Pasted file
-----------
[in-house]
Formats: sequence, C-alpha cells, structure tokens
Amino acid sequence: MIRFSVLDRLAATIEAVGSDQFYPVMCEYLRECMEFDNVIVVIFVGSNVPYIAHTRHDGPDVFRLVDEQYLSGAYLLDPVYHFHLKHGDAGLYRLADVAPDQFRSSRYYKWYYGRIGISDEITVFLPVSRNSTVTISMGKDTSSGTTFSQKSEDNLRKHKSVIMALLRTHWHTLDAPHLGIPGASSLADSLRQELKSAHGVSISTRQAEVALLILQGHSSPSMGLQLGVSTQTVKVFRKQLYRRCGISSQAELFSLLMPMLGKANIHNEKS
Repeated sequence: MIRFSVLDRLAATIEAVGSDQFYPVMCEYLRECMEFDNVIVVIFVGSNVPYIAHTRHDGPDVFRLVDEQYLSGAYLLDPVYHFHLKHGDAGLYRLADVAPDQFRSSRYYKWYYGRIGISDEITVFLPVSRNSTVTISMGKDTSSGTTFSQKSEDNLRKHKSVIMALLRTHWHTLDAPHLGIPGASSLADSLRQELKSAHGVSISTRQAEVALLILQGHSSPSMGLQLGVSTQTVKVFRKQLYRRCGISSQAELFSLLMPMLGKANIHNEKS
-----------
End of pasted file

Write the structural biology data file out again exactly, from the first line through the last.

[in-house]
Formats: sequence, C-alpha cells, structure tokens
Amino acid sequence: MIRFSVLDRLAATIEAVGSDQFYPVMCEYLRECMEFDNVIVVIFVGSNVPYIAHTRHDGPDVFRLVDEQYLSGAYLLDPVYHFHLKHGDAGLYRLADVAPDQFRSSRYYKWYYGRIGISDEITVFLPVSRNSTVTISMGKDTSSGTTFSQKSEDNLRKHKSVIMALLRTHWHTLDAPHLGIPGASSLADSLRQELKSAHGVSISTRQAEVALLILQGHSSPSMGLQLGVSTQTVKVFRKQLYRRCGISSQAELFSLLMPMLGKANIHNEKS
Repeated sequence: MIRFSVLDRLAATIEAVGSDQFYPVMCEYLRECMEFDNVIVVIFVGSNVPYIAHTRHDGPDVFRLVDEQYLSGAYLLDPVYHFHLKHGDAGLYRLADVAPDQFRSSRYYKWYYGRIGISDEITVFLPVSRNSTVTISMGKDTSSGTTFSQKSEDNLRKHKSVIMALLRTHWHTLDAPHLGIPGASSLADSLRQELKSAHGVSISTRQAEVALLILQGHSSPSMGLQLGVSTQTVKVFRKQLYRRCGISSQAELFSLLMPMLGKANIHNEKS